There is an art to objectively estimating probability of success, often based on comparable past projects and what made them succeed or fail. Uncertainty gets built into estimates of projected commercial characteristics (e.g., market size, market share, units sold, selling price): the project team estimates the high, low and expected values (i.e., 10, 50 and 90 percent probability levels) of each characteristic assuming the development was successful. Once these estimates are made for all the projects in the portfolio, there’s an important calibration step to ensure that the estimates are comparable.
Different stages of development and disruptive technologies map to the estimated probability of success. Early-stage projects and disruptive technologies are usually Oysters that require detailed learning plans with well-structured proof points.
Learning plans that guide projects efficiently are built from proof points:
- How do you identify your proof points?
- What level of market analysis is done up-front?
- Does a market’s speed of movement change the development plan?
- How do you know when to pivot?
- Is there a structure to capture post launch evaluations and transfer the learnings quickly?
Different from stage gates, proof points are specific questions about the feasibility and practicality that must be answered in the affirmative for the project to continue, like, “does the technology work,” and, “can the technology be manufactured cost-effectively?” Address these in the order from hardest to easiest: effort spent on validating easy proof points first will be wasted if a hard proof point fails to work out.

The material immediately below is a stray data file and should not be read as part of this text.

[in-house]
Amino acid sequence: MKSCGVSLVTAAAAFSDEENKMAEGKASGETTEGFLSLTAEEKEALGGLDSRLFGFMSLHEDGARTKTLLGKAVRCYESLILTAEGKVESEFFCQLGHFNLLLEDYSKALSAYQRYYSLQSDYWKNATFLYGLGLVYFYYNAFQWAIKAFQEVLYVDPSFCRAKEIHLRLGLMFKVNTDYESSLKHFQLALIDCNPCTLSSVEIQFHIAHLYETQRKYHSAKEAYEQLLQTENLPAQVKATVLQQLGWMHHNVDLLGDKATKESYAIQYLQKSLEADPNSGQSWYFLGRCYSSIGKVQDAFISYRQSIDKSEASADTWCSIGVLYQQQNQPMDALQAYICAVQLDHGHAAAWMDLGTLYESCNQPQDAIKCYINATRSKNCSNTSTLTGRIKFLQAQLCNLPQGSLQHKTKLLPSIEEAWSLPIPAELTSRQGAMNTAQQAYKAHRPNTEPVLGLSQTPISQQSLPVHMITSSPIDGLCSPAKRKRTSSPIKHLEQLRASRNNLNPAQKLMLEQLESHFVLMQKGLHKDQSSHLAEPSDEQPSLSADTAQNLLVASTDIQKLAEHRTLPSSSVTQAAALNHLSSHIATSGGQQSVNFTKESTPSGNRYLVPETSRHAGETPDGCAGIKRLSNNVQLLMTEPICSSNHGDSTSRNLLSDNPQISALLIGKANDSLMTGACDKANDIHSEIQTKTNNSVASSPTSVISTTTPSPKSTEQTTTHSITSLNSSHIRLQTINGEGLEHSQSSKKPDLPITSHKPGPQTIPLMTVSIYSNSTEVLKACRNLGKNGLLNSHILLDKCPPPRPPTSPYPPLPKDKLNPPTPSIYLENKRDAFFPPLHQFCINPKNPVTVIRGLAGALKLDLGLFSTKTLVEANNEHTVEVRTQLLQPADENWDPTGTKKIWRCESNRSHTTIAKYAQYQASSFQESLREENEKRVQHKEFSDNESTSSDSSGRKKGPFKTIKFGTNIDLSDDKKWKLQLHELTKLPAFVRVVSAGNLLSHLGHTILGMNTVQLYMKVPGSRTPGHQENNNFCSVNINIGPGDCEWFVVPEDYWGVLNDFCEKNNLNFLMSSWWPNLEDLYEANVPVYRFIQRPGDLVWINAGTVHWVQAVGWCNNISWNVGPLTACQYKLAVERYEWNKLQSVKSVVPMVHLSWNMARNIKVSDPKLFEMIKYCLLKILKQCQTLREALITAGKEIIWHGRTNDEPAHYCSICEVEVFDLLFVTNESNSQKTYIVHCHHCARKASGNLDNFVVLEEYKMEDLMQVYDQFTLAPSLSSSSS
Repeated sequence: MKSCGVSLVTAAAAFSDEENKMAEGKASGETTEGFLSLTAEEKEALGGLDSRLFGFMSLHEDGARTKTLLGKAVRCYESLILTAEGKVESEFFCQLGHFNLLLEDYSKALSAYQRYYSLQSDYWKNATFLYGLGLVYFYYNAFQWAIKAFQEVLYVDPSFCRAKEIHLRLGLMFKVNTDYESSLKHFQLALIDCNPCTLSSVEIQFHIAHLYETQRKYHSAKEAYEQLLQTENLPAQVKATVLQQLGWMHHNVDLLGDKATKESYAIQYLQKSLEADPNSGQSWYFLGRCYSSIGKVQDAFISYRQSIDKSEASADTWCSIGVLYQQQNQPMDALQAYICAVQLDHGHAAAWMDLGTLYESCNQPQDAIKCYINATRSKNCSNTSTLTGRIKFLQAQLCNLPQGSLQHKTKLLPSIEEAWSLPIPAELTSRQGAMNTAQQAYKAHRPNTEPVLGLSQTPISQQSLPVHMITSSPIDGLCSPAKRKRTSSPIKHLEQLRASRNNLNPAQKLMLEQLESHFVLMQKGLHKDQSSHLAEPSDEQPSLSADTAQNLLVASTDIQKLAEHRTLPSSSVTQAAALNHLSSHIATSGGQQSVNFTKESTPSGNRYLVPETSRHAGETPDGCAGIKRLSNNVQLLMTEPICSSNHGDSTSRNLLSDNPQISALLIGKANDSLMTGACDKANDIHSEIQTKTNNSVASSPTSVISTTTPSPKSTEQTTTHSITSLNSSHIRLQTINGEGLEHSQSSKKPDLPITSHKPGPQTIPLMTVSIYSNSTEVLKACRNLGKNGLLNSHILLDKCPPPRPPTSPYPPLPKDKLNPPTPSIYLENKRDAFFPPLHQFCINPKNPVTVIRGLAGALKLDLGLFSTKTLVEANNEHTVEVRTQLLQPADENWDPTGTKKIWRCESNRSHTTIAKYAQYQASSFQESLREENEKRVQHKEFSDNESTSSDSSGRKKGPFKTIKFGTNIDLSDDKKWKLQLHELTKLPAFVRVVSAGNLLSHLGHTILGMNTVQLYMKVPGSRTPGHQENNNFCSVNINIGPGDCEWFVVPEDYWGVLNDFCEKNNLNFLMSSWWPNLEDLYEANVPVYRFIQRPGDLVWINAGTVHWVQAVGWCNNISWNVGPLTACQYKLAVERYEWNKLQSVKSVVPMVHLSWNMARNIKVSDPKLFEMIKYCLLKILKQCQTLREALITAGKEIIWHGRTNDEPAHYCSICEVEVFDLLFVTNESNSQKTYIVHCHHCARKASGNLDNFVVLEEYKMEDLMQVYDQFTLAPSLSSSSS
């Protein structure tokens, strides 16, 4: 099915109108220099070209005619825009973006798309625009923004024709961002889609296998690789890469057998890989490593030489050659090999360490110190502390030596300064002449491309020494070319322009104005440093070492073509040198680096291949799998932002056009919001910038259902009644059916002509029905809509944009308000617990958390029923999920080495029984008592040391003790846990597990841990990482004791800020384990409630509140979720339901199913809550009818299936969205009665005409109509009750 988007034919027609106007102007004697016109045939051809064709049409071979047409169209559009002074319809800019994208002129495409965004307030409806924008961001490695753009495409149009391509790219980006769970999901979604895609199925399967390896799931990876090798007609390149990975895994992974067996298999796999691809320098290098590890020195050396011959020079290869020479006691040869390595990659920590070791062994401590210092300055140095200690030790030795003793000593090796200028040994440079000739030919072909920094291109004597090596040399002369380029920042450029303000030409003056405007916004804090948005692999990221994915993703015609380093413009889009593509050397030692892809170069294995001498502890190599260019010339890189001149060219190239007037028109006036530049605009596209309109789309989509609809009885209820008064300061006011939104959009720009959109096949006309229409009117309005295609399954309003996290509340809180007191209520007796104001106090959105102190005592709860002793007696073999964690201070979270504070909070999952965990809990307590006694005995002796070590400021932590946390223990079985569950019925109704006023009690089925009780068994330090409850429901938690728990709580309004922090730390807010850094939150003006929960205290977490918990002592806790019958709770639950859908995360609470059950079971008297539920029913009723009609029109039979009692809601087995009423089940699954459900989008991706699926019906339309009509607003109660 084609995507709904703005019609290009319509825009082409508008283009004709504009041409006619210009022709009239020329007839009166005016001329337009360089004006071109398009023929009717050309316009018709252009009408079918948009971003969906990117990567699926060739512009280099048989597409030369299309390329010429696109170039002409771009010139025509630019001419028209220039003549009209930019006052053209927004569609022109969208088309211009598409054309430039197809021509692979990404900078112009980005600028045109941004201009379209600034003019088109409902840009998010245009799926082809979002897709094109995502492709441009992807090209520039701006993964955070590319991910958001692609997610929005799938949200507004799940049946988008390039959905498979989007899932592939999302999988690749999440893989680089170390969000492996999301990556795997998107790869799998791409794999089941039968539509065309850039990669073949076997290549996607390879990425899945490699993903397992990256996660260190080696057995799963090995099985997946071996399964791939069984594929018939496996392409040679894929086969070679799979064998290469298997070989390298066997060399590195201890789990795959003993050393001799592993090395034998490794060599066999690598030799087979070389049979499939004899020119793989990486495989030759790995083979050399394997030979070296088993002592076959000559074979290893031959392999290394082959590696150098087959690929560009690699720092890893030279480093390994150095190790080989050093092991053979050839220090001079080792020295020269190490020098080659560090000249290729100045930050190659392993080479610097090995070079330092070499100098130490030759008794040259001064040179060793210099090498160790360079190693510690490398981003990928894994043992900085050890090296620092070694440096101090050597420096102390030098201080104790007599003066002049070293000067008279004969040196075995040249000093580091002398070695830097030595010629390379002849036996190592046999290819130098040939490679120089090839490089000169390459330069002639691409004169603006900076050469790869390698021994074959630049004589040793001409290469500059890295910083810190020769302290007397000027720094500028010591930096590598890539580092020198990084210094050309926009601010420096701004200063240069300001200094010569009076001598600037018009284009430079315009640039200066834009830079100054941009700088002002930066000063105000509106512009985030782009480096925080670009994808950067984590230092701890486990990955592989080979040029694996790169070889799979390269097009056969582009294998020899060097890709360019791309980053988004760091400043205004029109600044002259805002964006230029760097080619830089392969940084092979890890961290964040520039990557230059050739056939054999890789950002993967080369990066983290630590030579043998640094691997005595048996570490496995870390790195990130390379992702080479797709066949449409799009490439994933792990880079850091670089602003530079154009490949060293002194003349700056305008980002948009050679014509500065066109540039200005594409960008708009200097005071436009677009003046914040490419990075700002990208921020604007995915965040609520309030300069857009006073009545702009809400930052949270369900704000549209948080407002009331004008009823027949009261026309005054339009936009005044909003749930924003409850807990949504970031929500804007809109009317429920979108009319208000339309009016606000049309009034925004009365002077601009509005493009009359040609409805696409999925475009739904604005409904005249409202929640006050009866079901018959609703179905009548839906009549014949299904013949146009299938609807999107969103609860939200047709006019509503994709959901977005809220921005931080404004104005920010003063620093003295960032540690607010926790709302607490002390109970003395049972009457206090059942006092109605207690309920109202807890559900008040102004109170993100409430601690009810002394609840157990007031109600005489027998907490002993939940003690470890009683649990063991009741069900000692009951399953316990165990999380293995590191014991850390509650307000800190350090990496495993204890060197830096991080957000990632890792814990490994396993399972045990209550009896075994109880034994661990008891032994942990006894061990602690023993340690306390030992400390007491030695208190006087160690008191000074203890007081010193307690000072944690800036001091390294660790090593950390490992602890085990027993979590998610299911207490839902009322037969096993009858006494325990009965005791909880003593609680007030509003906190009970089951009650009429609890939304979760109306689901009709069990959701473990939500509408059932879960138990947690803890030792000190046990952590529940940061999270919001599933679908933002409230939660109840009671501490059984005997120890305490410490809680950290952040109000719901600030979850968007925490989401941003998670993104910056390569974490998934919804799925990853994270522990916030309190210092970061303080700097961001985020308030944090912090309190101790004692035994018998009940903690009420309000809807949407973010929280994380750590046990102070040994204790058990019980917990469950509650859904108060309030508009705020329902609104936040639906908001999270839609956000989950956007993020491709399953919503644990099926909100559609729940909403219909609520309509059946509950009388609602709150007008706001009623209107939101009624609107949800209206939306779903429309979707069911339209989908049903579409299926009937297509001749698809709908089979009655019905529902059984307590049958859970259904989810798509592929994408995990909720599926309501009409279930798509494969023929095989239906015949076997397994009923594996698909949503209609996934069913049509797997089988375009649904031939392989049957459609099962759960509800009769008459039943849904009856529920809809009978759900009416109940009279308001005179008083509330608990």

It’s not worth doing technical development if the market for the innovation isn’t there. If market proof points are hard ones, then up-front market analysis is paramount. Speed of market change can be critical to structuring development: if the project can’t get to market before the market shifts to something even newer, it will fail commercially.
If a proof point shows the current project plan will fail, look for ways to pivot and restructure the project to succeed. Failure of a proof point can be one of degree: if aiming for a low target makes the project unviable, the required pivot is to aim much higher. If a pivot can’t be found to salvage the project, cut the project and free up its corresponding opportunity cost. Post-launch, keep evaluating proof points and pivoting as needed.
Questions touching on organizational culture:
- How do you create a culture where people don’t see getting their projects cut as a failure?
- How might opportunity value be assessed on internal projects (e.g., manufacturing efficiency)?
The key to a culture that accepts the need to cut projects is credibility. When projects are evaluated objectively and compared consistently, stakeholders can agree the evaluations are fair. Even if a project owner doesn’t like the decision to cancel a project, that owner can accept the decision because it was made fairly on objective evidence.
Evaluate internal projects, like cost-cutting programs, the same way. Avoided-cost cash flows can be compared the same way as new revenues, on the basis of net present value, probability of success and time frame.